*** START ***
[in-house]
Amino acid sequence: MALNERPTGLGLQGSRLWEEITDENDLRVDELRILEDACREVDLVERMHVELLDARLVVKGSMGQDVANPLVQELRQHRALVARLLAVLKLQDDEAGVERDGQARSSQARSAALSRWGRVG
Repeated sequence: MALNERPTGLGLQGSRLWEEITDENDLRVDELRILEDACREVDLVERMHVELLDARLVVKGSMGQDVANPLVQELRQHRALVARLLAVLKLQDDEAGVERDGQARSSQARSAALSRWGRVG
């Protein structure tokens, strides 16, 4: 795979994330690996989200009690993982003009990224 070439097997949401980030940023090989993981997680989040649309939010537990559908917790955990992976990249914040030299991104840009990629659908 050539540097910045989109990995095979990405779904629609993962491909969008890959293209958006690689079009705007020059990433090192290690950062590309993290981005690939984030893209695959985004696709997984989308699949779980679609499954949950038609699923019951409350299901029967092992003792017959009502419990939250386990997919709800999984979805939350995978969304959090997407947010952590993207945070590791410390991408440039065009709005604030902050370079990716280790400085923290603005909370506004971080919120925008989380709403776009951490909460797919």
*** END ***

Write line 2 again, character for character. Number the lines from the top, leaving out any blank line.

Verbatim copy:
Amino acid sequence: MALNERPTGLGLQGSRLWEEITDENDLRVDELRILEDACREVDLVERMHVELLDARLVVKGSMGQDVANPLVQELRQHRALVARLLAVLKLQDDEAGVERDGQARSSQARSAALSRWGRVG